In his 1999 book The Lexus and the Olive Tree, Thomas Friedman described the tug-of-war between globalization and tradition. Most cultures, he explained, were torn between a yearning for prosperity (symbolized by shiny new cars) and a deep-rooted sense of identity. That was before 9/11 and the Second Intifada, when the Arab world seemed to veer away from the Lexus and lodge more firmly than ever into the knotty branches of the olive tree.
Now the balance is shifting again. This past winter, Friedman was in Tahrir Square as hundreds of thousands of Egyptians gathered to demand a change in government. He was especially struck by signs he saw around the city glorifying the "martyrs" -- the young protestors who had fallen victim to Mubarak's forces.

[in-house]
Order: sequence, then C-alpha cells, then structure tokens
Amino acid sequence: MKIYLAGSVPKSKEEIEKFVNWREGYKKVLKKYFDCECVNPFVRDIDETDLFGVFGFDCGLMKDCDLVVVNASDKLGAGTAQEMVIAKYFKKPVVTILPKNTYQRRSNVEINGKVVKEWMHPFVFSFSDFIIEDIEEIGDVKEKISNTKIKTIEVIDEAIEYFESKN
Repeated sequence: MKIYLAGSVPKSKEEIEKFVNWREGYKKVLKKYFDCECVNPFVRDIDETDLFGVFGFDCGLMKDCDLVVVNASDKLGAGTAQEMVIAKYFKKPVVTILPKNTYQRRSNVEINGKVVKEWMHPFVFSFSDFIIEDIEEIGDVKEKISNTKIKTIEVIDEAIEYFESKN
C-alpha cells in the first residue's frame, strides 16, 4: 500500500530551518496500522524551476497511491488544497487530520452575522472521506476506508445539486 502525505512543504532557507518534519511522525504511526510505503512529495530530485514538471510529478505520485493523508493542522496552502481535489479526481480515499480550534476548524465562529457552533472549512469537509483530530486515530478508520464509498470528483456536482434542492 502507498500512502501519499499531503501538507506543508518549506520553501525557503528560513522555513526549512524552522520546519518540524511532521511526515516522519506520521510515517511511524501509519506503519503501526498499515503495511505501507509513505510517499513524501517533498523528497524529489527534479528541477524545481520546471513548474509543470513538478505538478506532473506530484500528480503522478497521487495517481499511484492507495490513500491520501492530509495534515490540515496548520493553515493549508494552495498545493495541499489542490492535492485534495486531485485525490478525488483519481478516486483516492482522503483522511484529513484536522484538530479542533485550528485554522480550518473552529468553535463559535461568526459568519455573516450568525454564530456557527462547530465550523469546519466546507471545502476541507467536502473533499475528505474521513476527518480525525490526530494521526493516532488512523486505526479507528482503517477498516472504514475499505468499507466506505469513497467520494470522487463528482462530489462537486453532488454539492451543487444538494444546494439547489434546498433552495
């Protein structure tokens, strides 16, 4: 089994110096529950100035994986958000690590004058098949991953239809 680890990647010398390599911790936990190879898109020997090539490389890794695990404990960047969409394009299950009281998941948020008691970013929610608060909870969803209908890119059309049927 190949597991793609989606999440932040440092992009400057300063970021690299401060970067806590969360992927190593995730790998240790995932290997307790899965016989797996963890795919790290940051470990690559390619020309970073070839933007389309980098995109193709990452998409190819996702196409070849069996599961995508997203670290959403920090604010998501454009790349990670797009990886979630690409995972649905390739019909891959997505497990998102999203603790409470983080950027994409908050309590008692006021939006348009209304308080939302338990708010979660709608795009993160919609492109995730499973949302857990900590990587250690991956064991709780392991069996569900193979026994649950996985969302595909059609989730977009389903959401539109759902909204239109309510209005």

"I've see martyrs against Israel," Friedman reflects in this Aspen discussion with Walter Isaacson. "I've seen martyrs against America. But martyrs for democracy? I've never seen that before." With such fierce passions flaring up in the Middle East, Friedman says, "every single one of these Arab leaders is a dead man walking."
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